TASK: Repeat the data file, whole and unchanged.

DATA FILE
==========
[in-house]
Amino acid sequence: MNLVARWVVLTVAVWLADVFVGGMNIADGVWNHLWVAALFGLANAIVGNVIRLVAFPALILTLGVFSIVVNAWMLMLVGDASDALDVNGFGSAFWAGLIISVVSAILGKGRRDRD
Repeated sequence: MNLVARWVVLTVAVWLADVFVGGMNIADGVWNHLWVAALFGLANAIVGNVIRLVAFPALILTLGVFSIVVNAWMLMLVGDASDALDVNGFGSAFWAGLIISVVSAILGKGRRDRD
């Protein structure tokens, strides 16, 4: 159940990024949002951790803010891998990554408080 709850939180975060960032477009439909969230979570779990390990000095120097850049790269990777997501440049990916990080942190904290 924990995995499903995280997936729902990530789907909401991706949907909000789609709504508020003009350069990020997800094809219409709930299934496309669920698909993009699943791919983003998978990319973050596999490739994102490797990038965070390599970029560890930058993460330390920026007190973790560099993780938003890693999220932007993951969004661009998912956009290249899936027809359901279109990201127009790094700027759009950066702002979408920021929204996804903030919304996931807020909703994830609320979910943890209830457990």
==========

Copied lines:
[in-house]
Amino acid sequence: MNLVARWVVLTVAVWLADVFVGGMNIADGVWNHLWVAALFGLANAIVGNVIRLVAFPALILTLGVFSIVVNAWMLMLVGDASDALDVNGFGSAFWAGLIISVVSAILGKGRRDRD
Repeated sequence: MNLVARWVVLTVAVWLADVFVGGMNIADGVWNHLWVAALFGLANAIVGNVIRLVAFPALILTLGVFSIVVNAWMLMLVGDASDALDVNGFGSAFWAGLIISVVSAILGKGRRDRD
């Protein structure tokens, strides 16, 4: 159940990024949002951790803010891998990554408080 709850939180975060960032477009439909969230979570779990390990000095120097850049790269990777997501440049990916990080942190904290 924990995995499903995280997936729902990530789907909401991706949907909000789609709504508020003009350069990020997800094809219409709930299934496309669920698909993009699943791919983003998978990319973050596999490739994102490797990038965070390599970029560890930058993460330390920026007190973790560099993780938003890693999220932007993951969004661009998912956009290249899936027809359901279109990201127009790094700027759009950066702002979408920021929204996804903030919304996931807020909703994830609320979910943890209830457990």